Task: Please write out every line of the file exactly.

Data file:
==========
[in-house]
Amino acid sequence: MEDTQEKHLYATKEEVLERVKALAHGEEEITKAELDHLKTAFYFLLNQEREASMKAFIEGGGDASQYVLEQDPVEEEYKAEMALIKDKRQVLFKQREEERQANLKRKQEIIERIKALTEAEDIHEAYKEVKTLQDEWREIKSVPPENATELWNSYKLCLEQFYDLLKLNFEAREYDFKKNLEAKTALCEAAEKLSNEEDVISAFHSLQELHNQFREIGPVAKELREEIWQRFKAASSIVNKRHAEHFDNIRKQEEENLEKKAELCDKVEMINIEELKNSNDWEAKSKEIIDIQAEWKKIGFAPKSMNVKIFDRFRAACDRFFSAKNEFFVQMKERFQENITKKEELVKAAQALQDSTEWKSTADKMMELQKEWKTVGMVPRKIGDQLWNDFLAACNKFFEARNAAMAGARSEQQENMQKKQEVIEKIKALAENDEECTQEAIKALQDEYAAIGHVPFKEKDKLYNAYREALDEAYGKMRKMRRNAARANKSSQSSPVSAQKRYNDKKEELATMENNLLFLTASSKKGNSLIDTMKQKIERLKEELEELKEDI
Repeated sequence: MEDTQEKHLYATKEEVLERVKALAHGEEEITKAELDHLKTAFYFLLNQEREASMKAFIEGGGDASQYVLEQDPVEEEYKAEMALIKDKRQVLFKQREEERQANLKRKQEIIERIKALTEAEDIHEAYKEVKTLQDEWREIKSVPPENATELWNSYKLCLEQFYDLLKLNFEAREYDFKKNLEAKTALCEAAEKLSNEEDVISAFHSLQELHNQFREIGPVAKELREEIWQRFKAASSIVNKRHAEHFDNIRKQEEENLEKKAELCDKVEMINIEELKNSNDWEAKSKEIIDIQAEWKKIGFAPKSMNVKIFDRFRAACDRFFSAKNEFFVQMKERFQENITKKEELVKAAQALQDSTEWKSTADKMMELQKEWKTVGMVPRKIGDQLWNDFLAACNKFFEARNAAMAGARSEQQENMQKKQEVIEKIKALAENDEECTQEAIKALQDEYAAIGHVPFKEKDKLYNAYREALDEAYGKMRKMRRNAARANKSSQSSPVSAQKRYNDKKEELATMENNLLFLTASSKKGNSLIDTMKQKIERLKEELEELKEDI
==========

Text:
[in-house]
Amino acid sequence: MEDTQEKHLYATKEEVLERVKALAHGEEEITKAELDHLKTAFYFLLNQEREASMKAFIEGGGDASQYVLEQDPVEEEYKAEMALIKDKRQVLFKQREEERQANLKRKQEIIERIKALTEAEDIHEAYKEVKTLQDEWREIKSVPPENATELWNSYKLCLEQFYDLLKLNFEAREYDFKKNLEAKTALCEAAEKLSNEEDVISAFHSLQELHNQFREIGPVAKELREEIWQRFKAASSIVNKRHAEHFDNIRKQEEENLEKKAELCDKVEMINIEELKNSNDWEAKSKEIIDIQAEWKKIGFAPKSMNVKIFDRFRAACDRFFSAKNEFFVQMKERFQENITKKEELVKAAQALQDSTEWKSTADKMMELQKEWKTVGMVPRKIGDQLWNDFLAACNKFFEARNAAMAGARSEQQENMQKKQEVIEKIKALAENDEECTQEAIKALQDEYAAIGHVPFKEKDKLYNAYREALDEAYGKMRKMRRNAARANKSSQSSPVSAQKRYNDKKEELATMENNLLFLTASSKKGNSLIDTMKQKIERLKEELEELKEDI
Repeated sequence: MEDTQEKHLYATKEEVLERVKALAHGEEEITKAELDHLKTAFYFLLNQEREASMKAFIEGGGDASQYVLEQDPVEEEYKAEMALIKDKRQVLFKQREEERQANLKRKQEIIERIKALTEAEDIHEAYKEVKTLQDEWREIKSVPPENATELWNSYKLCLEQFYDLLKLNFEAREYDFKKNLEAKTALCEAAEKLSNEEDVISAFHSLQELHNQFREIGPVAKELREEIWQRFKAASSIVNKRHAEHFDNIRKQEEENLEKKAELCDKVEMINIEELKNSNDWEAKSKEIIDIQAEWKKIGFAPKSMNVKIFDRFRAACDRFFSAKNEFFVQMKERFQENITKKEELVKAAQALQDSTEWKSTADKMMELQKEWKTVGMVPRKIGDQLWNDFLAACNKFFEARNAAMAGARSEQQENMQKKQEVIEKIKALAENDEECTQEAIKALQDEYAAIGHVPFKEKDKLYNAYREALDEAYGKMRKMRRNAARANKSSQSSPVSAQKRYNDKKEELATMENNLLFLTASSKKGNSLIDTMKQKIERLKEELEELKEDI